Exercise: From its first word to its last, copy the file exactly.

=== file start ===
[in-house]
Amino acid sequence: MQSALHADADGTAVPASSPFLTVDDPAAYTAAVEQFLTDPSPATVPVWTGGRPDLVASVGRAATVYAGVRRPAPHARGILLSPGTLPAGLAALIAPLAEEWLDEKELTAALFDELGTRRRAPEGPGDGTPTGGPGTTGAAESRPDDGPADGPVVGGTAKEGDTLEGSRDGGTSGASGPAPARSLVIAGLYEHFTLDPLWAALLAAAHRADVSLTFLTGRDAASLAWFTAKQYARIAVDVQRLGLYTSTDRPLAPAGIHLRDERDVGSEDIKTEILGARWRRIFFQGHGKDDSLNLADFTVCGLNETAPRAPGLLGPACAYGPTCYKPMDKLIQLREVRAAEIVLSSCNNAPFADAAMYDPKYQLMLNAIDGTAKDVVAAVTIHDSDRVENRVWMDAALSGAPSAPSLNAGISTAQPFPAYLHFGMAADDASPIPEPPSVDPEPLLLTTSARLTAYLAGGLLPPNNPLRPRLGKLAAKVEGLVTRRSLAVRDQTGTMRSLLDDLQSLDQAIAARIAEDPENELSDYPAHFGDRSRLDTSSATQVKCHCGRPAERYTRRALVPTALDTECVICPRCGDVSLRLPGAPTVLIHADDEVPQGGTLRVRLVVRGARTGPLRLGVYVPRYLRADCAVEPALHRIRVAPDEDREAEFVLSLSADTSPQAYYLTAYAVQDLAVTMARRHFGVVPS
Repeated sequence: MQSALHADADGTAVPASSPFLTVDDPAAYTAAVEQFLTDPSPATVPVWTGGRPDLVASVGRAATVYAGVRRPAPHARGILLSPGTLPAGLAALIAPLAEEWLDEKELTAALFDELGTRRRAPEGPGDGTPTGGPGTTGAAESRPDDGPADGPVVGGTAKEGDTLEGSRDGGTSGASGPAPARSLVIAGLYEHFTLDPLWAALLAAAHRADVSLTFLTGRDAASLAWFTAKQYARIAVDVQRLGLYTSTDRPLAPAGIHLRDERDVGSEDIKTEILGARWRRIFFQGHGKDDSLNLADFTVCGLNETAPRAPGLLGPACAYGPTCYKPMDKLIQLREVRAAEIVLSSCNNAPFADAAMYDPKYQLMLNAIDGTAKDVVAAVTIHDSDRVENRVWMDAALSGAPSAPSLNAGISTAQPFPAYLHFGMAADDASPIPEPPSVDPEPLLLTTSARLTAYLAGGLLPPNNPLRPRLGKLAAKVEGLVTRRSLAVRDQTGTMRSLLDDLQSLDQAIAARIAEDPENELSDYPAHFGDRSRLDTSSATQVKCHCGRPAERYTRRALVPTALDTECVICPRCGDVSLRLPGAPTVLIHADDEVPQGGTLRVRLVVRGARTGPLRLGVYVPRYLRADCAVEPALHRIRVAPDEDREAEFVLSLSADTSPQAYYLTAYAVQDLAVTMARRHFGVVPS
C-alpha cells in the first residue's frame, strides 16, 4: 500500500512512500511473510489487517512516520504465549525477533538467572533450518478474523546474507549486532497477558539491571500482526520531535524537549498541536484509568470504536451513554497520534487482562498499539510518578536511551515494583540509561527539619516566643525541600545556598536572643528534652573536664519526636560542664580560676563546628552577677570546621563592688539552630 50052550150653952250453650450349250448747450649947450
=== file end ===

[in-house]
Amino acid sequence: MQSALHADADGTAVPASSPFLTVDDPAAYTAAVEQFLTDPSPATVPVWTGGRPDLVASVGRAATVYAGVRRPAPHARGILLSPGTLPAGLAALIAPLAEEWLDEKELTAALFDELGTRRRAPEGPGDGTPTGGPGTTGAAESRPDDGPADGPVVGGTAKEGDTLEGSRDGGTSGASGPAPARSLVIAGLYEHFTLDPLWAALLAAAHRADVSLTFLTGRDAASLAWFTAKQYARIAVDVQRLGLYTSTDRPLAPAGIHLRDERDVGSEDIKTEILGARWRRIFFQGHGKDDSLNLADFTVCGLNETAPRAPGLLGPACAYGPTCYKPMDKLIQLREVRAAEIVLSSCNNAPFADAAMYDPKYQLMLNAIDGTAKDVVAAVTIHDSDRVENRVWMDAALSGAPSAPSLNAGISTAQPFPAYLHFGMAADDASPIPEPPSVDPEPLLLTTSARLTAYLAGGLLPPNNPLRPRLGKLAAKVEGLVTRRSLAVRDQTGTMRSLLDDLQSLDQAIAARIAEDPENELSDYPAHFGDRSRLDTSSATQVKCHCGRPAERYTRRALVPTALDTECVICPRCGDVSLRLPGAPTVLIHADDEVPQGGTLRVRLVVRGARTGPLRLGVYVPRYLRADCAVEPALHRIRVAPDEDREAEFVLSLSADTSPQAYYLTAYAVQDLAVTMARRHFGVVPS
Repeated sequence: MQSALHADADGTAVPASSPFLTVDDPAAYTAAVEQFLTDPSPATVPVWTGGRPDLVASVGRAATVYAGVRRPAPHARGILLSPGTLPAGLAALIAPLAEEWLDEKELTAALFDELGTRRRAPEGPGDGTPTGGPGTTGAAESRPDDGPADGPVVGGTAKEGDTLEGSRDGGTSGASGPAPARSLVIAGLYEHFTLDPLWAALLAAAHRADVSLTFLTGRDAASLAWFTAKQYARIAVDVQRLGLYTSTDRPLAPAGIHLRDERDVGSEDIKTEILGARWRRIFFQGHGKDDSLNLADFTVCGLNETAPRAPGLLGPACAYGPTCYKPMDKLIQLREVRAAEIVLSSCNNAPFADAAMYDPKYQLMLNAIDGTAKDVVAAVTIHDSDRVENRVWMDAALSGAPSAPSLNAGISTAQPFPAYLHFGMAADDASPIPEPPSVDPEPLLLTTSARLTAYLAGGLLPPNNPLRPRLGKLAAKVEGLVTRRSLAVRDQTGTMRSLLDDLQSLDQAIAARIAEDPENELSDYPAHFGDRSRLDTSSATQVKCHCGRPAERYTRRALVPTALDTECVICPRCGDVSLRLPGAPTVLIHADDEVPQGGTLRVRLVVRGARTGPLRLGVYVPRYLRADCAVEPALHRIRVAPDEDREAEFVLSLSADTSPQAYYLTAYAVQDLAVTMARRHFGVVPS
C-alpha cells in the first residue's frame, strides 16, 4: 500500500512512500511473510489487517512516520504465549525477533538467572533450518478474523546474507549486532497477558539491571500482526520531535524537549498541536484509568470504536451513554497520534487482562498499539510518578536511551515494583540509561527539619516566643525541600545556598536572643528534652573536664519526636560542664580560676563546628552577677570546621563592688539552630 50052550150653952250453650450349250448747450649947450